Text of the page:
Related: War on poverty isn't over

I think many Americans can identify with that limbo.

The high cost of education -- a ladder out of poverty -- was another consistent theme.

"I feel like I'm living from paycheck to paycheck and owe more than I'm worth," said Nicole Lucas of Baltimore. She said she is struggling to pay down student loans while working a part-time job that has no benefits. "People say 'go to school, market yourself, cut back,' etc. However, the recession taught me that you can have a good job, have a 401(k) and have a degree, but still be the last to know your job is going to go under."

Recently, there has been much talk about what would increase "economic mobility" in the United States, which is the term academics use when they're talking about the American Dream. The United States has has fallen behind many European nations in that category. "If you want to live the American Dream," Kate Pickett, a researcher who studies income inequality, told me last year, "you'd better go to Denmark or Finland."

There, it's easier to get ahead.

Related: 5 things the world could teach America

So it's telling that Lucas, the woman in Baltimore, also said the American Dream, to her, is "not sustainable, let alone attainable." It feels out of reach.

Shifting attitudes like that should scare us all. Who wants to live in a country where people don't believe they can get ahead anymore?

Not all of the iReport responses to our query were negative, of course, but I didn't see any reports from the super-rich, either.

(Buffett? Bloomberg? There's still time ...)

Julie West of Columbus, Ohio, said her income makes her feel "grateful." She lost her job in 2008 but found a new, lower-paying gig in 2010.

"Many people that were hit with unemployment in 2008 lost homes, experienced many hardships just as I did," she said. "Many have never fully recovered. I feel like I had been given a chance to turn it around for myself. I will always be grateful."

Related: How to help Inequality, USA

That's pretty incredible, huh? Not just because West has managed to remain "grateful" in the face of hardship but because she's aware that others aren't so lucky.

She has empathy for other Americans.

That's something all of us, regardless of income, could take to heart.

It's not that the War on Poverty is over. It isn't, and it shouldn't be. But extreme poverty exists, now more than in recent decades, alongside extreme wealth.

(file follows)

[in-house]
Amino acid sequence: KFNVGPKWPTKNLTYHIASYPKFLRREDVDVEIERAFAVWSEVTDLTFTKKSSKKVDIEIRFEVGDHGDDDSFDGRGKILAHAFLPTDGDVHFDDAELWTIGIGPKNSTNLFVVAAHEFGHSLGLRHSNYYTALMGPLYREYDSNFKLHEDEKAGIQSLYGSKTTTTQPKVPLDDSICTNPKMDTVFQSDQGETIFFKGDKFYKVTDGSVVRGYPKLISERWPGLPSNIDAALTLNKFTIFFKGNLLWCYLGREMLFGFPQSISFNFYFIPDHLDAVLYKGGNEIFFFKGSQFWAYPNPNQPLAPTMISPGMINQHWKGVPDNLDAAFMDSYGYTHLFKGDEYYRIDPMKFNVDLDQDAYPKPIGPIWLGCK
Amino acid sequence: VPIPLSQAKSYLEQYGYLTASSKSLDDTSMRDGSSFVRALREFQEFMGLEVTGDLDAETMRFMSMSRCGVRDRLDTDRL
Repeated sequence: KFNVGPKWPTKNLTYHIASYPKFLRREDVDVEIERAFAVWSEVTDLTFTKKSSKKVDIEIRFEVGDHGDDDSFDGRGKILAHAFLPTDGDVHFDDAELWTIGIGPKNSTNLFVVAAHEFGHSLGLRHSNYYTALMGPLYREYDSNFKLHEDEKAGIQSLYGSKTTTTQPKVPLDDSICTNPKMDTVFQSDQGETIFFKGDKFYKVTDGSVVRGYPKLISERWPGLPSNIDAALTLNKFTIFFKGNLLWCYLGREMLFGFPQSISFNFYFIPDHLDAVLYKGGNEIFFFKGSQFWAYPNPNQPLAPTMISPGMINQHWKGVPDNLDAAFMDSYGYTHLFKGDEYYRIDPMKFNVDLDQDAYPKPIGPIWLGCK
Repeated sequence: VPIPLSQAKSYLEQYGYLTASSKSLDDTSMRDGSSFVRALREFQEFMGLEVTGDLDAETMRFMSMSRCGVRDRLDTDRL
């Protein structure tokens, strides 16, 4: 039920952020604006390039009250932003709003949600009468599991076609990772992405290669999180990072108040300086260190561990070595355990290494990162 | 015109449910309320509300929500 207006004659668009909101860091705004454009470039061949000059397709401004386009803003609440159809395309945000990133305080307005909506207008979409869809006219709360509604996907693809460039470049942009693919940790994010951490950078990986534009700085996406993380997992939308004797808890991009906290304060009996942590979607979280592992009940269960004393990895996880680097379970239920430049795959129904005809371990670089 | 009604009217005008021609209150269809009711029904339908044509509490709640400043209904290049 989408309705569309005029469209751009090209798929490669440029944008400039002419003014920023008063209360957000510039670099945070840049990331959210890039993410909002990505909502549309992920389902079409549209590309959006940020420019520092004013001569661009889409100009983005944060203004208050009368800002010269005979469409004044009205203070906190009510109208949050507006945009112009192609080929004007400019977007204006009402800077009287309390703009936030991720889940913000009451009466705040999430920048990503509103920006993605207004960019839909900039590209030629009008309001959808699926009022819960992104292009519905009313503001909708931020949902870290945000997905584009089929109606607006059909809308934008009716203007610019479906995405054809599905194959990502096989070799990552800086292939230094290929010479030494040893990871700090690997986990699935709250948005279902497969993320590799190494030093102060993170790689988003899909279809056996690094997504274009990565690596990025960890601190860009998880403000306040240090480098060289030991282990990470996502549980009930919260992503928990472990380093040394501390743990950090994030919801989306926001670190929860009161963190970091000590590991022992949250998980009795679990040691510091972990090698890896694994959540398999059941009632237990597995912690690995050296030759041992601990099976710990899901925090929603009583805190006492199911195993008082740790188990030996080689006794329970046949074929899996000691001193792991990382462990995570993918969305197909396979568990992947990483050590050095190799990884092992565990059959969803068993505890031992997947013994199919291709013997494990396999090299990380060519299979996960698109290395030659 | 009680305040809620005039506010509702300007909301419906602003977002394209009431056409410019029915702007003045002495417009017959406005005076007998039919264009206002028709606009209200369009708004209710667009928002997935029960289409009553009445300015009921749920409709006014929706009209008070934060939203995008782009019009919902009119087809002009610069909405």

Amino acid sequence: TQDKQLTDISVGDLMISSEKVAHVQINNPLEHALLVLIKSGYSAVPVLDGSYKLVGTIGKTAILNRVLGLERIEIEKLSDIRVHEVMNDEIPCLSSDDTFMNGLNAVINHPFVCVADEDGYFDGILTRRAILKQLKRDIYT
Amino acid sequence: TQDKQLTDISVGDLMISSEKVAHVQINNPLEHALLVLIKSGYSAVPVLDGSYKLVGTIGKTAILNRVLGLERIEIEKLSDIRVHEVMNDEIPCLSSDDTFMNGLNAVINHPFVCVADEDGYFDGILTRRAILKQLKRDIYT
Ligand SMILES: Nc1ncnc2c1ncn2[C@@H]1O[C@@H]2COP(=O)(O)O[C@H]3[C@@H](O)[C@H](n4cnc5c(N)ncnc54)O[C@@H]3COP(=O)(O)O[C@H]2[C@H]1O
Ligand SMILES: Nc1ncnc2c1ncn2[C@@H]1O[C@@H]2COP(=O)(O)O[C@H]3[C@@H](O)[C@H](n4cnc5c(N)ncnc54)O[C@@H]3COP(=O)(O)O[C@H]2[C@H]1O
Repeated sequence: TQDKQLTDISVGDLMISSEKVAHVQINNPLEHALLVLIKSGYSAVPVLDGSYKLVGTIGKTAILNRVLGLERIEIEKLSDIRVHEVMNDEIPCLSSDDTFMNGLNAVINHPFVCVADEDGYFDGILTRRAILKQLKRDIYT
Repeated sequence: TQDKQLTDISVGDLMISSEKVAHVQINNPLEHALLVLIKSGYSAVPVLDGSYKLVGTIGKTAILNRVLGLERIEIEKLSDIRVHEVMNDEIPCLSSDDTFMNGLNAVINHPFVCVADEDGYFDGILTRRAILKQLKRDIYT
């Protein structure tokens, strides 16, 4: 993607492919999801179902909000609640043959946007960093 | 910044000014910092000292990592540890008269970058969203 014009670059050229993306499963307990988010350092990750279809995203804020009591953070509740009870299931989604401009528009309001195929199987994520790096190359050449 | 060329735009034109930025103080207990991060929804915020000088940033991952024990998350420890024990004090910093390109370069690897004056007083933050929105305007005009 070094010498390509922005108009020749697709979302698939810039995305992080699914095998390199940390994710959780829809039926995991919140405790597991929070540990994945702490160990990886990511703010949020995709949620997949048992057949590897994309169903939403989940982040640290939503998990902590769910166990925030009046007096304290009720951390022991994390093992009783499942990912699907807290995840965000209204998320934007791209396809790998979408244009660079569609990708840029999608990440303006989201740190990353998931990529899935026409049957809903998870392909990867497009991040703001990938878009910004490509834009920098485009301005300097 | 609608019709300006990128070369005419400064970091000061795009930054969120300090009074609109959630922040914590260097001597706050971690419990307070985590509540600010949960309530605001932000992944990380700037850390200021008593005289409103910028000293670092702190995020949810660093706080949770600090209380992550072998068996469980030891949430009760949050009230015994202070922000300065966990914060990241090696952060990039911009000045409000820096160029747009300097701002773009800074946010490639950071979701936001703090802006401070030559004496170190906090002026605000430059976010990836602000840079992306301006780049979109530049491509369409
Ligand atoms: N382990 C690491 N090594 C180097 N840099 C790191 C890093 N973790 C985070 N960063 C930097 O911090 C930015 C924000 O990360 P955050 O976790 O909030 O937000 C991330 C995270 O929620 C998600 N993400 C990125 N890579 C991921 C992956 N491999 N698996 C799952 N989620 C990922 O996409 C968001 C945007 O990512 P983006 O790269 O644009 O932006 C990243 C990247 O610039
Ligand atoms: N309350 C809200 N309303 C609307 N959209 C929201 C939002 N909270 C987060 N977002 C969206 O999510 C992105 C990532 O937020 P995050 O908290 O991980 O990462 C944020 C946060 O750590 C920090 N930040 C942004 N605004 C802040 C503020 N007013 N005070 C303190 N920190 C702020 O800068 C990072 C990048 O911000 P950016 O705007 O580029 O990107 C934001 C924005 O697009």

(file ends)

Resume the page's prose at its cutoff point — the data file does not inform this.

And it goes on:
It's time for "America's longest war" to evolve and expand.

The opinions expressed in this column are solely those of John D. Sutter. CNN iReport's Christina Zdanowicz contributed reporting.

ADVERTISEMENT
Part of complete coverage on
October 30, 2013 -- Updated 2142 GMT (0542 HKT)
Columnist John Sutter journeys to the place with the highest level of income inequality in the United States.
November 12, 2013 -- Updated 2230 GMT (0630 HKT)
East Carroll Parish, Louisiana, has the highest income inequality of any county or parish in America. But that can change.
October 30, 2013 -- Updated 0220 GMT (1020 HKT)
Meet a storeowner, a nun and a missionary who are trying to bring people together in the most unequal place in America.
November 1, 2013 -- Updated 1851 GMT (0251 HKT)
One reader called in tears. Dozens sent e-mails. The overwhelming message: What can we do to help?
October 29, 2013 -- Updated 2314 GMT (0714 HKT)
What does inequality look like where you live? iReport would love to see.
October 30, 2013 -- Updated 2306 GMT (0706 HKT)
Meet the man who wanders Lake Providence carrying an American flag.
October 30, 2013 -- Updated 0059 GMT (0859 HKT)
You might assume New York is the American capital of income inequality. You'd be wrong.
October 30, 2013 -- Updated 2143 GMT (0543 HKT)
Policies that favor the rich keep the gap wide, John Sutter writes.
October 29, 2013 -- Updated 2342 GMT (0742 HKT)
Income inequality is going up, up, up in America. In Brazil, meanwhile, it's been dropping for years.
October 29, 2013 -- Updated 2318 GMT (0718 HKT)
President Obama called it "the defining issue of our time" in his 2012 State of the Union, but he did so without ever uttering the phrase "income inequality."
Learn whether you're a member of the 99% or the famous 1%.
If wages kept pace with productivity, most of us would be richer. But by how much?
The answer may depend partly on your income. Find out their odds with this calculator.
August 23, 2013 -- Updated 1133 GMT (1933 HKT)
Earlier this week, John Sutter asked readers of his column to submit ideas for a list of "99 must-reads on income inequality." Here's the list.
October 30, 2013 -- Updated 1537 GMT (2337 HKT)
Economic justice, as President Obama argued, is the unfinished business of the Civil Rights movement.
August 7, 2013 -- Updated 1330 GMT (2130 HKT)
I'll spare you the stats and simply ask one question that's not considered nearly often enough in the post-Occupy era: Is America's current income distribution fair?
September 17, 2013 -- Updated 1132 GMT (1932 HKT)
We've turned the rich into caricatures.
July 25, 2013 -- Updated 2148 GMT (0548 HKT)
It's getting harder to shock people with stats about income inequality. Maybe the debate should focus on morality.
ADVERTISEMENT